Sean Price Williams Hosts A Screening of Phantom Of The Paradise in 35MM

Sean Price Williams is one of our favorite working cinematographers today, he is known for shooting movies for The Safdie Brothers, Alex Ross Perry, and Michael Almereyda, but he boasts an impressive list of over 102 credits. Sean also worked as an archivist and cameraman for the Maysles brothers for over a decade. You may have also caught him selling DVD’s at Kims Video in the east village in the early 2000’s. Sean is known for his unique vision and lushness that he brings to film. He is the favorite among many, but the other alluring part of him is his deep love and wealth of knowledge for cinema. He watches more movies than anyone else we know and has impeccable taste. So it naturally only made sense that we would want him to host a series of films he loves. The first one is this Thursday 10/21 at 7 PM. We scored a 35mm print of the Brian De Palma film Phantom Of The Paradise, on his recommendation of course.  You can get tickets here

Following the screening will be a Q&A with Sean Price Williams.

 

Illyse Singer the Roxy Cinema Curator sat down with Sean to talk all things film.

 

When did you first fall in love with film?

 

Spielberg, right? Our generation, everyone loved movies, because we were growing up with them. I don’t want to think too much about it, but there was kind of a griminess when I was born in America.  It was a pretty down and out place, but then we had all these ideas of space. We were taught in school there is no limit to what we could do in our life, we could all become astronauts and go to other planets. We could go to space if we wanted, and they made movies about it. And we could watch it on TV. It was a pretty absurd time to be a kid and movies were a big part of this hopefulness, this endless hope, I guess. What could we do when we grow up? And at some point, I realized I wasn’t going to go to space or anything like that, but what about making the movies, and really It was that.  In middle school I started shooting things on my friend’s video cameras and we made the original Green Knight, it was back in 1988 or something like that.  My mom was my wife, I know that I can remember that part. I got a shot from above and I was pretty proud of that, and then I saw Day For Night on PBS really late at night and Jacquelyn Bisset was so beautiful and I thought I should make movies for sure and then beautiful women would be in my life, because where I grew up had the ugliest people on earth.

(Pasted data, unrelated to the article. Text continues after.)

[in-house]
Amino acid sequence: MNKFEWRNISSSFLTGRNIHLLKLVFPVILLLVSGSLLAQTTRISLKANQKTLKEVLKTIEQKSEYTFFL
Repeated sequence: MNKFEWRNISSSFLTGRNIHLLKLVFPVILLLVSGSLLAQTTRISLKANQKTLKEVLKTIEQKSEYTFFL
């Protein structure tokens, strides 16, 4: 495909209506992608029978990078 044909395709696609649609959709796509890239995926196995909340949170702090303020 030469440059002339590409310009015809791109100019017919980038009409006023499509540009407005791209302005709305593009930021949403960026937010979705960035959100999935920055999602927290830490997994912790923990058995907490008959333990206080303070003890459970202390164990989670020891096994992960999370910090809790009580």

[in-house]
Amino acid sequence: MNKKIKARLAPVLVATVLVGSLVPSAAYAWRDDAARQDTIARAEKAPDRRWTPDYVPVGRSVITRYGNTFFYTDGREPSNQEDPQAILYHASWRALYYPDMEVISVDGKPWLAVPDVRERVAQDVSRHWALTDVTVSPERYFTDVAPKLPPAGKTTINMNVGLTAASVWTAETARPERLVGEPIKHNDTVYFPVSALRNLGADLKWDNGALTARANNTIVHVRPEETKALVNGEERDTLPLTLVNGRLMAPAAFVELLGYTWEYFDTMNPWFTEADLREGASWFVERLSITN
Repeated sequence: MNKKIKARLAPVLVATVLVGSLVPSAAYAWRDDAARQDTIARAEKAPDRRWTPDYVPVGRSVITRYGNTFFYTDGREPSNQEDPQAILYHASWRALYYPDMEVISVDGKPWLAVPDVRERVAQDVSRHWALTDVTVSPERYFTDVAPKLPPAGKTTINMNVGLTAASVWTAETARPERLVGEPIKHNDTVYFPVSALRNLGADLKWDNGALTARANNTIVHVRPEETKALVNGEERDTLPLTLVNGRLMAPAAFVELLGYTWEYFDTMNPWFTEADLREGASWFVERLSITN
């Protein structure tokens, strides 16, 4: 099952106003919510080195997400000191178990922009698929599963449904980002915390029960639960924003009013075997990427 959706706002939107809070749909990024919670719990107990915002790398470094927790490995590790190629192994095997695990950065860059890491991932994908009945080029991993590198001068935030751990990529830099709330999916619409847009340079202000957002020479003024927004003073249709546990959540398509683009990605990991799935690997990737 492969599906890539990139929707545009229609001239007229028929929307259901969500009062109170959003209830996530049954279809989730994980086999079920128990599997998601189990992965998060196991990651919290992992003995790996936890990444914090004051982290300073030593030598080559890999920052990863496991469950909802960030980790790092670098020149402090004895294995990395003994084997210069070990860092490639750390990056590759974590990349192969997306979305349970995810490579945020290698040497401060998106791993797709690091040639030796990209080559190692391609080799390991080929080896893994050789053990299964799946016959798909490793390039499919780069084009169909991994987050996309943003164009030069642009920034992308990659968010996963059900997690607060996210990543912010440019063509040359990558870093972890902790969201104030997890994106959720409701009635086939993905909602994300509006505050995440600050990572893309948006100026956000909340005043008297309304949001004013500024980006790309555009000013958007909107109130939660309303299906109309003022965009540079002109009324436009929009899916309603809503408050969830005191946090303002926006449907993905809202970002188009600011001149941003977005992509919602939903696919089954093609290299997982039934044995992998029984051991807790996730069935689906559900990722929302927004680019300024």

I watched a video yearbook from my high school, and it was just amazing how terrible everyone looks, the fashion of the 90s doesn’t help. When everyone thinks 90s were cool just watch an episode of one of Howard Stern’s first shows, the hairspray is terrible.

 

I love the notion that this idea of beauty inspired you, and that’s never a bad thing, just from a young age you wanted to be surrounded by beautiful objects.

 

Yeah, and I started to get into really pretentious music at the time, I’d be listening to Philip Glass when I was 14, whatever the library had, I would listen to a lot of classical.

 

Where do you like to pull inspiration from?

 

Well, if life was better that would ideally be where I would pull things from, but the experiences I’ve had in life are pretty limited, so other movies, but it’s really music also. Music sends my brain somewhere. I misunderstand lyrics all the time, so I think the songs are about something they’re not, and I listen to a lot of music in foreign language, so I also just interpret myself what they’re about. This is really corny but hanging out with certain friends, I’d say we get a lot of ideas when we hang out.  We really come up with stuff together, but that’s why it’s frustrating how little we’ve actually made together, because in our conversations we’ve written 3,000 great movies, so really that’s the main inspiration as corny as that sounds.